Among the identified alteration in biological activities in OTSCC, the most significantly enhanced are related to the extracellular matrix remodeling (GO:0030574, GO:0030198), I-kappaB kinase/NF-kappaB cascade (GO:0043123) and chemotaxis (GO:0050921), which are known to be related to tumorgenesis and progression of the cancer. One interesting observation is the enhancement in phosphate transport (GO:0006817) in OTSCC. This may be related directly to the enhanced metabolic activity and energy consumption rate in OTSCCs. It has also been suggested that phosphate can act as a signaling molecule on the extracellular signal-regulated kinase (ERK1/2)  and adenylate cyclase/cAMP signaling pathways , and ultimately affect cell growth. However, the precise role of enhanced phosphate transport in tumorgenesis is largely unclear. The significantly suppressed biological activities, such as superoxide release (GO:0042554), hydrogen peroxide metabolism (GO:0042743), and response to hydrogen peroxide (GO:0042542) are all appeared to be related to the cellular redox state. The effects of redox state in malignancies are somewhat contradictory. In theory, reducing the oxidative stress may prevent DNA degeneration and therefore prevent the development of cancer. However, doing so may also offer increased growth potential to tumor cells and protect them from excess of reactive oxygen species (ROS), which would otherwise lead to apoptosis or necrosis. At the center of this apparent controversy is superoxide dismutase 2 (SOD2), which has been considered as one of the most important antioxidant enzymes. The role of SODs in carcinogenesis has been widely studied but is still rather ambiguous. While the majority of in vitro studies have reported a protective role of SOD2 against tumor progression in cancer cell lines [26–30], including oral cancer cell lines , the in vivo studies indicate more complicated roles. Increased SOD2 levels have been observed from esophageal, gastric, brain astrocytic and colorectal carcinomas, and often associated with metastasis and poor prognosis [32–40]. The status of SOD2 in breast cancer is not clear, with some studies showing an increase , while others showing a decrease in SOD2 level . Reduction in SOD2 level has been observed in prostatic carcinomas [43, 44]. Our microarray results indicated a significant increase in expression of SOD2 gene (probset: 215223_s_at; fold change = 2.37; p value = 0.00014; and probeset: 216841_s_at; fold change = 2.24; p value = 0.000197) in OTSCC. These findings are in agreement with the recent observation in oral cancer . Additional studies will be needed to fully understand the role(s) of redox state and SOD2 in OTSCC.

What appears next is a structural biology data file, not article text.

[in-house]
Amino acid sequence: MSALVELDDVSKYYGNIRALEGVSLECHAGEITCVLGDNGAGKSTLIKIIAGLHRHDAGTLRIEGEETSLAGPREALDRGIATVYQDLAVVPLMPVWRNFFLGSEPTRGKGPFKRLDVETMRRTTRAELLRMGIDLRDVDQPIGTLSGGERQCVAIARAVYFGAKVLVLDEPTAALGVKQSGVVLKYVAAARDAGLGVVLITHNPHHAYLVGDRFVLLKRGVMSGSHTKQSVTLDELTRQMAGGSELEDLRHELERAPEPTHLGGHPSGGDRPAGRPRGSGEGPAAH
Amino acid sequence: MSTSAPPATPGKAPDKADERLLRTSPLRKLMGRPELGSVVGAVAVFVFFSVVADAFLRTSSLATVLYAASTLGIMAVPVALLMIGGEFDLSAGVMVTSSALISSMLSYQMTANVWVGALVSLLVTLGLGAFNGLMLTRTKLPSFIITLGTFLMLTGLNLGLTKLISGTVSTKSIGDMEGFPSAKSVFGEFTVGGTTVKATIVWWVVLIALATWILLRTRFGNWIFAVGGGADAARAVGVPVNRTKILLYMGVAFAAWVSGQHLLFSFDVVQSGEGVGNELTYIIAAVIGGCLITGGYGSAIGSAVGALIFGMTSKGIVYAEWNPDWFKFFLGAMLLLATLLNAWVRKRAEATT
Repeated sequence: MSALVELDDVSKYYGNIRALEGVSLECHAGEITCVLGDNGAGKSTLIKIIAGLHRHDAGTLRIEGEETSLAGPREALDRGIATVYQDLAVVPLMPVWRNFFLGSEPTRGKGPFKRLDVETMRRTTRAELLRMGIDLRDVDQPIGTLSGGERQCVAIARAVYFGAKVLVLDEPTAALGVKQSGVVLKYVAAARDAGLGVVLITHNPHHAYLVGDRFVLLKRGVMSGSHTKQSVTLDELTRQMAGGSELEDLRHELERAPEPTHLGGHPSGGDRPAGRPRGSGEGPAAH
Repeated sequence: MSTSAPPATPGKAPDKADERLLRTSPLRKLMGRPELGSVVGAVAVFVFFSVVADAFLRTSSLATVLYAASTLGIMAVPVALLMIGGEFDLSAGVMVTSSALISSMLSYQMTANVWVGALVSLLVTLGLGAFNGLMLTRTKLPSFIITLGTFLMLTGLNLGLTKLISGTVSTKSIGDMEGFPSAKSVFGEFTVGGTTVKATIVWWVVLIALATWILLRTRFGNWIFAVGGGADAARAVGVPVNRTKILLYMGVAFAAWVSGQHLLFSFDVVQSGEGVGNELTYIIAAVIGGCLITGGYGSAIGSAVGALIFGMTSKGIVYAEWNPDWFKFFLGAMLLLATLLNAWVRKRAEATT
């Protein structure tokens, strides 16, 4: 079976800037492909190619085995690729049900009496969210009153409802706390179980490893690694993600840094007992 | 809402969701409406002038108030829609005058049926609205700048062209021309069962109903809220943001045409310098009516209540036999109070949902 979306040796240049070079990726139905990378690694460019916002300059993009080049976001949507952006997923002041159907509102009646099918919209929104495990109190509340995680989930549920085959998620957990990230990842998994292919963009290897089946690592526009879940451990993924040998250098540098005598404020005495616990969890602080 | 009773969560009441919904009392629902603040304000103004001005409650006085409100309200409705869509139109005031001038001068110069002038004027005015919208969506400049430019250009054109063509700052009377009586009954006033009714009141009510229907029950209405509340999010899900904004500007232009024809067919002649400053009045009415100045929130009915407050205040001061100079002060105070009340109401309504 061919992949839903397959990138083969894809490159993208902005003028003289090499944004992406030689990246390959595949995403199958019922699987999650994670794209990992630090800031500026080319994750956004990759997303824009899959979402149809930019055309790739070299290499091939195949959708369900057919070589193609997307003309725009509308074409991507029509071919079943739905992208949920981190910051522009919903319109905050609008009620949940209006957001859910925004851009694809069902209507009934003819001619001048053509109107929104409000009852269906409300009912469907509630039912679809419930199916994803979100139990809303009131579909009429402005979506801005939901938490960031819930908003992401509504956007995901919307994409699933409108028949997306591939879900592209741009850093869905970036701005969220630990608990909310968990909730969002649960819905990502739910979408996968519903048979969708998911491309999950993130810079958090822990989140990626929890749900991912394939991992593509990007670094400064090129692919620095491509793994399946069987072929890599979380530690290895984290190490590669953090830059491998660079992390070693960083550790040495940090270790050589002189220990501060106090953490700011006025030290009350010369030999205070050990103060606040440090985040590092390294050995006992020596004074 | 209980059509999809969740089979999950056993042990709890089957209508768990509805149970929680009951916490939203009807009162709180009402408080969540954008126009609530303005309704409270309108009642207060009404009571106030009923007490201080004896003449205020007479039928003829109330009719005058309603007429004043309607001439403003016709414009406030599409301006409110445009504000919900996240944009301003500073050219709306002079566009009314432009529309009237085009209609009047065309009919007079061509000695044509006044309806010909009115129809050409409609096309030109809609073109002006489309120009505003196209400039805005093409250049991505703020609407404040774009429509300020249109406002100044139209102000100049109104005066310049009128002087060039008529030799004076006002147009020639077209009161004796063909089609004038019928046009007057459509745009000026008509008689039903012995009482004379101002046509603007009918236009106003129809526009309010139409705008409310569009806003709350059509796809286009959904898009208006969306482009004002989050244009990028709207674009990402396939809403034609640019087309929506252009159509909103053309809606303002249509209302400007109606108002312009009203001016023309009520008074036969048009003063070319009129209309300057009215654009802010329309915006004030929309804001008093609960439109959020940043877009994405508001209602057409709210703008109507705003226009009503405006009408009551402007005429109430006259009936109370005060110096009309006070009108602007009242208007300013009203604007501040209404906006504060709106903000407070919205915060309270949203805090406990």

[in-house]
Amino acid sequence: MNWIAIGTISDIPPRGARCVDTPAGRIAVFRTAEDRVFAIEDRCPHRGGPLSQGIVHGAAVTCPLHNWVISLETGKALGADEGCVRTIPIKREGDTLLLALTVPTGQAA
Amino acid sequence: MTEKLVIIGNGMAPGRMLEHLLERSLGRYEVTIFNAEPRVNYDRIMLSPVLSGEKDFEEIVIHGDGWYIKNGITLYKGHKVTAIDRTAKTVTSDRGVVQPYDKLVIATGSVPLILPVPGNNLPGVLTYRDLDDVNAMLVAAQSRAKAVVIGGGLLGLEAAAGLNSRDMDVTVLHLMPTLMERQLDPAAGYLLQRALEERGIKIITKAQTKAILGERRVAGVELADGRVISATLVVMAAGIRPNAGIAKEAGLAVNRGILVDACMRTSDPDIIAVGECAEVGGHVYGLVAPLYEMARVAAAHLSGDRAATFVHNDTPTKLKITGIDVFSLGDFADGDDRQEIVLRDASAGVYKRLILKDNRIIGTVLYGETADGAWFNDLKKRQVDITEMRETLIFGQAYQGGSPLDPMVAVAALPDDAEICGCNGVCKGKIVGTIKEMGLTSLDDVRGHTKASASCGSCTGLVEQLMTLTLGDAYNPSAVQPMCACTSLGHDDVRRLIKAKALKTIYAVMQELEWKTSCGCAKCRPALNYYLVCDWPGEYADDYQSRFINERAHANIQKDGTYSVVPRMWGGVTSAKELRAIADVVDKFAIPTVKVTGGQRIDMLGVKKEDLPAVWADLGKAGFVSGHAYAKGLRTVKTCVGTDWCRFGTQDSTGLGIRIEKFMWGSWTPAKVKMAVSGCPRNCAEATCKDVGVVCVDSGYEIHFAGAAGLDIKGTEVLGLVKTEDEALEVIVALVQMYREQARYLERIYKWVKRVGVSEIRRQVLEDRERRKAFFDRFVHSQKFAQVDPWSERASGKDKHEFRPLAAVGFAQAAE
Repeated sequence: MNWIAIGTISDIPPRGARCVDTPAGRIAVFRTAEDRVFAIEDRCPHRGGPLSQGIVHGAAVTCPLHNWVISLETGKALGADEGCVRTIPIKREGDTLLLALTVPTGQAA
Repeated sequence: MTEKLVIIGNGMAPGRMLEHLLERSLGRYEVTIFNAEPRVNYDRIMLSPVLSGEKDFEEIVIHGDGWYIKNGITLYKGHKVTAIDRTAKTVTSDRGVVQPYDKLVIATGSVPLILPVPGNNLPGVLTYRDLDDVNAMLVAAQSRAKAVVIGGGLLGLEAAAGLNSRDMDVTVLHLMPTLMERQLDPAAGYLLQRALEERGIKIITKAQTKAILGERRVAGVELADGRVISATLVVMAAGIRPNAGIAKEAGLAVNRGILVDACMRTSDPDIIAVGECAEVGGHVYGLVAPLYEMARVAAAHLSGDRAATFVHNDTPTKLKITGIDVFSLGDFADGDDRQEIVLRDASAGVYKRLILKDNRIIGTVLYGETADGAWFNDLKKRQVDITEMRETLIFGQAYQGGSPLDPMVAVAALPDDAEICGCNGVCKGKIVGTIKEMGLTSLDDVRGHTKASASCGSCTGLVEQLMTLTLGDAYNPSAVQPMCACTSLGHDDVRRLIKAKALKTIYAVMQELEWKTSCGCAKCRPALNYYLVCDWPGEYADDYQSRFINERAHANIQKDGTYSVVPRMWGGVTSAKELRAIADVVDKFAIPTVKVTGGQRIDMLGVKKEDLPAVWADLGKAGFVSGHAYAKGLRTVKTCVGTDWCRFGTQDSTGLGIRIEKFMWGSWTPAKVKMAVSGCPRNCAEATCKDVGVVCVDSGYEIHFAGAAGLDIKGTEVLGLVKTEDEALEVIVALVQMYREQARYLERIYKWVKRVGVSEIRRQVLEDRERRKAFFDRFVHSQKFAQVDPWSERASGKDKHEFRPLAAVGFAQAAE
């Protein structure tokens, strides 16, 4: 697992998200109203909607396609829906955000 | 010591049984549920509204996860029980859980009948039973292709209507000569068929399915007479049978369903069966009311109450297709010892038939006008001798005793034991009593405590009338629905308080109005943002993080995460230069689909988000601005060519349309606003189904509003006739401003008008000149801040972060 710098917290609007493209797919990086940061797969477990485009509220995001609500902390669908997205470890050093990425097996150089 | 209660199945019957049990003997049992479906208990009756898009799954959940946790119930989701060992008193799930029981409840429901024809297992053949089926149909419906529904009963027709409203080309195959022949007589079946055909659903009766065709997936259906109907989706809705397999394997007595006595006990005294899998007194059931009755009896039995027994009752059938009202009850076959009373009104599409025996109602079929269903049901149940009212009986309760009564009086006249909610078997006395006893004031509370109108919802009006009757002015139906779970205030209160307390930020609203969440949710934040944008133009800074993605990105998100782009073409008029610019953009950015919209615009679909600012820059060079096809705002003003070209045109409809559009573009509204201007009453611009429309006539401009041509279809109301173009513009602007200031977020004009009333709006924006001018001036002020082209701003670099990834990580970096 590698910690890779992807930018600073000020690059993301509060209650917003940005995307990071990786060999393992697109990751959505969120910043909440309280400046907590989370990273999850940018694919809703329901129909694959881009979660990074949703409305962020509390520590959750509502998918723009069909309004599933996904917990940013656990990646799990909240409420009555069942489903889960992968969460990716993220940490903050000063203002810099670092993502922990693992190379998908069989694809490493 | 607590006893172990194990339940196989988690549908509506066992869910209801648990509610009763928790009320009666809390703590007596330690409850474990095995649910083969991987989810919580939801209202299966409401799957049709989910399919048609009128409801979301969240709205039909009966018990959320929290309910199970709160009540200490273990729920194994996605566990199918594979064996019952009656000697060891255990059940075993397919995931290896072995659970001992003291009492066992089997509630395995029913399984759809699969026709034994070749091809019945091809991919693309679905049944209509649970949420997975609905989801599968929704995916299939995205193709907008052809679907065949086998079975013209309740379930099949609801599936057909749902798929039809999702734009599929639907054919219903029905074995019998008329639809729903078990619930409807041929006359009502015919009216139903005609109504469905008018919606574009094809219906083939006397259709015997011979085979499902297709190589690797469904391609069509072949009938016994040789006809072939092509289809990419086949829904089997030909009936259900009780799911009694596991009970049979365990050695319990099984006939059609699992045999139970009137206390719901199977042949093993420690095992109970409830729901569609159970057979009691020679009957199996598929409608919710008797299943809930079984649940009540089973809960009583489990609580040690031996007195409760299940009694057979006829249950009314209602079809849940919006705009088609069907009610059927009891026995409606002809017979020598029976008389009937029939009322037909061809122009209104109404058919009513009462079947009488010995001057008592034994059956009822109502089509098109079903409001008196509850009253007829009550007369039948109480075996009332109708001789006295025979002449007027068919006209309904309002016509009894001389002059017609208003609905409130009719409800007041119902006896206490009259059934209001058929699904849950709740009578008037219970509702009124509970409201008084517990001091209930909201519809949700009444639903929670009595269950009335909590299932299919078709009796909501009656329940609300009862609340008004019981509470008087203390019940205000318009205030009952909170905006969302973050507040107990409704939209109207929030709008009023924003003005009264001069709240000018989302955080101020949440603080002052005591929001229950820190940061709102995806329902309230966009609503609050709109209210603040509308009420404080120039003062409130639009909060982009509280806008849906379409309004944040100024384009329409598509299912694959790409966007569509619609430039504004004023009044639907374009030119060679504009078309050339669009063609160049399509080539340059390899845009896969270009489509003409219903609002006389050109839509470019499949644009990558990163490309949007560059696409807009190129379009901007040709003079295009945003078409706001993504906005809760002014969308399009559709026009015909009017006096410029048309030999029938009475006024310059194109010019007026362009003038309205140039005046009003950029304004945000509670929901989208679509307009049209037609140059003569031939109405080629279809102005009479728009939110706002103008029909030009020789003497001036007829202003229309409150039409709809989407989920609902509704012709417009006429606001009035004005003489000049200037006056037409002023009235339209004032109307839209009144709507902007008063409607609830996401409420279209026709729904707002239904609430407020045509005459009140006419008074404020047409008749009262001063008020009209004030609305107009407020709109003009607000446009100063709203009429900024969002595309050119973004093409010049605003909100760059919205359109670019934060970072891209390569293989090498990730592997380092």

Expression values of genes that constitute the collagen catabolism (GO:0030574) and positive regulation of chemotaxis (GO:0050921) processes in OTSCC.
The HNOSCCs are a diverse group of cancers, that develop from many different anatomic sites and are associated with different risk factors  and genetic characteristics . This is the first high-resolution genomic profiling study to our knowledge that has focused on identifying unique expression patterns for tongue cancer (OTSCC). OTSCC is one of the most common types of HNOSCC, and is significantly more aggressive than other forms of HNOSCCs, with a propensity for rapid local invasion and spread . Recent epidemiological studies suggested that the incidence of OTSCC is actually increasing in young and middle age groups [3–5]. In this study, we utilized a relatively large sample size (53 OTSCCs and 22 normal matching samples), which enabled us to capture a precise picture of the genome-wide expression pattern for this disease. It is possible that the genomic portrait of HNOSCC originating from different anatomic sites may be different. More studies will be needed to address this important question.
In summary, we identified the unique expression pattern for OTSCC. Several interesting candidate genes associated with OTSCC were identified. The Gene Ontology analysis indicated that several biological processes and cellular functions are consistently altered in OTSCC. Our results demonstrate the feasibility of utilizing biomarkers discovered by global expression profiling analyses for the detection and diagnosis of OTSCC. In addition, we also provided a valuable reference dataset for future identification and validation of biomarkers for detection, diagnosis and prognosis of OTSCC.